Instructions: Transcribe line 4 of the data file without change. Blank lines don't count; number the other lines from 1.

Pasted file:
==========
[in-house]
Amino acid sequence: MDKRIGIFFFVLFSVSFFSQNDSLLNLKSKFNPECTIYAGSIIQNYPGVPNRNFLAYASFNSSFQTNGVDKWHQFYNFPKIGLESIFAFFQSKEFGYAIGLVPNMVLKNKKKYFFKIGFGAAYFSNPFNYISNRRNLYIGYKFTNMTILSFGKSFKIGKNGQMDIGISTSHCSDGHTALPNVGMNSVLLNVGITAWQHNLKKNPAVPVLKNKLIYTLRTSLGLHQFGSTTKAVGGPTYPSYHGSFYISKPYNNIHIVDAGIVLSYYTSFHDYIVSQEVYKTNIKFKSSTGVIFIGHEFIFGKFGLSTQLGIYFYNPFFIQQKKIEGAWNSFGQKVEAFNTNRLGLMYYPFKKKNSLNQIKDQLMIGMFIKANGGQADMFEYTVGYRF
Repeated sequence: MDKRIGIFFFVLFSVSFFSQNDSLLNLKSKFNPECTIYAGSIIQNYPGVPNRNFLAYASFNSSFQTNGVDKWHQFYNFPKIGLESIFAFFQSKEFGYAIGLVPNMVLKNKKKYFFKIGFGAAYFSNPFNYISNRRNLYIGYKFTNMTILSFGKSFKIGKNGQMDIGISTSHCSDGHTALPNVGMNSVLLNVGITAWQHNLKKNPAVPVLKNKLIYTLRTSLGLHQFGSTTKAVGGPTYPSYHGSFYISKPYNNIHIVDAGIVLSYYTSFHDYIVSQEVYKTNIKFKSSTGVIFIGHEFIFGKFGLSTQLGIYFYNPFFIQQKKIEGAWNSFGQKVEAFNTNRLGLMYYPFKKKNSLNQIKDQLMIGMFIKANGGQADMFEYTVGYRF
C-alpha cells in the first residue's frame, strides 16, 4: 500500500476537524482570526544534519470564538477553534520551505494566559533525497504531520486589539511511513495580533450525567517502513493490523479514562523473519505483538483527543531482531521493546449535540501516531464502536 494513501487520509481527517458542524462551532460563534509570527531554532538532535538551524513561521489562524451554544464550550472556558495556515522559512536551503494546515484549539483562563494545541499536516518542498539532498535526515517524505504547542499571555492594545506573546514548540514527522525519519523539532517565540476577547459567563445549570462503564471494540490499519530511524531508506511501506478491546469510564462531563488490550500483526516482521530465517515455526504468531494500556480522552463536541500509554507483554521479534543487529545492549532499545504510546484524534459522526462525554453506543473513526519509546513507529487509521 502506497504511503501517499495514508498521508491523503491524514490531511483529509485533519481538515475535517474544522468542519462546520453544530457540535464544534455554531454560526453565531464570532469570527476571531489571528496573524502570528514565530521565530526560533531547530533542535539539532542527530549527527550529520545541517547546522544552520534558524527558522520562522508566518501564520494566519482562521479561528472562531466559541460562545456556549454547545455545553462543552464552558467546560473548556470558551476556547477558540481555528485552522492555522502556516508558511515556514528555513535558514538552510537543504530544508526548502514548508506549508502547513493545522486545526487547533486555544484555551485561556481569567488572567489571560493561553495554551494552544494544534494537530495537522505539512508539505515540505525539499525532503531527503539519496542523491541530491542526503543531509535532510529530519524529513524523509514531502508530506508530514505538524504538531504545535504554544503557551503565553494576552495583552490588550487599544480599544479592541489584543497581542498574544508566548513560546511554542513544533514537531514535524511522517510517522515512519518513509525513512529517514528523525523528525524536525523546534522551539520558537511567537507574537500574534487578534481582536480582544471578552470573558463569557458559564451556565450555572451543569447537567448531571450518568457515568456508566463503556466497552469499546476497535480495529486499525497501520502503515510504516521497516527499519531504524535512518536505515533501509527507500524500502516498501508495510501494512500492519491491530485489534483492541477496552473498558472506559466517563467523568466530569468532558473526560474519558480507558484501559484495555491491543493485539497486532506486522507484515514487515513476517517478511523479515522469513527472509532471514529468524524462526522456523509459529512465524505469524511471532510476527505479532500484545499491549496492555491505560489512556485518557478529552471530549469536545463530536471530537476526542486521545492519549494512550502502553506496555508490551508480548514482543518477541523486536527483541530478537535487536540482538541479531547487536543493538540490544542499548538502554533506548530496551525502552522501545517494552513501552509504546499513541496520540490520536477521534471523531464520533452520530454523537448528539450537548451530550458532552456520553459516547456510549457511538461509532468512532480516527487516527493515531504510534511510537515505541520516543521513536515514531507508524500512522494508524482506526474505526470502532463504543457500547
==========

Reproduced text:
C-alpha cells in the first residue's frame, strides 16, 4: 500500500476537524482570526544534519470564538477553534520551505494566559533525497504531520486589539511511513495580533450525567517502513493490523479514562523473519505483538483527543531482531521493546449535540501516531464502536 494513501487520509481527517458542524462551532460563534509570527531554532538532535538551524513561521489562524451554544464550550472556558495556515522559512536551503494546515484549539483562563494545541499536516518542498539532498535526515517524505504547542499571555492594545506573546514548540514527522525519519523539532517565540476577547459567563445549570462503564471494540490499519530511524531508506511501506478491546469510564462531563488490550500483526516482521530465517515455526504468531494500556480522552463536541500509554507483554521479534543487529545492549532499545504510546484524534459522526462525554453506543473513526519509546513507529487509521 502506497504511503501517499495514508498521508491523503491524514490531511483529509485533519481538515475535517474544522468542519462546520453544530457540535464544534455554531454560526453565531464570532469570527476571531489571528496573524502570528514565530521565530526560533531547530533542535539539532542527530549527527550529520545541517547546522544552520534558524527558522520562522508566518501564520494566519482562521479561528472562531466559541460562545456556549454547545455545553462543552464552558467546560473548556470558551476556547477558540481555528485552522492555522502556516508558511515556514528555513535558514538552510537543504530544508526548502514548508506549508502547513493545522486545526487547533486555544484555551485561556481569567488572567489571560493561553495554551494552544494544534494537530495537522505539512508539505515540505525539499525532503531527503539519496542523491541530491542526503543531509535532510529530519524529513524523509514531502508530506508530514505538524504538531504545535504554544503557551503565553494576552495583552490588550487599544480599544479592541489584543497581542498574544508566548513560546511554542513544533514537531514535524511522517510517522515512519518513509525513512529517514528523525523528525524536525523546534522551539520558537511567537507574537500574534487578534481582536480582544471578552470573558463569557458559564451556565450555572451543569447537567448531571450518568457515568456508566463503556466497552469499546476497535480495529486499525497501520502503515510504516521497516527499519531504524535512518536505515533501509527507500524500502516498501508495510501494512500492519491491530485489534483492541477496552473498558472506559466517563467523568466530569468532558473526560474519558480507558484501559484495555491491543493485539497486532506486522507484515514487515513476517517478511523479515522469513527472509532471514529468524524462526522456523509459529512465524505469524511471532510476527505479532500484545499491549496492555491505560489512556485518557478529552471530549469536545463530536471530537476526542486521545492519549494512550502502553506496555508490551508480548514482543518477541523486536527483541530478537535487536540482538541479531547487536543493538540490544542499548538502554533506548530496551525502552522501545517494552513501552509504546499513541496520540490520536477521534471523531464520533452520530454523537448528539450537548451530550458532552456520553459516547456510549457511538461509532468512532480516527487516527493515531504510534511510537515505541520516543521513536515514531507508524500512522494508524482506526474505526470502532463504543457500547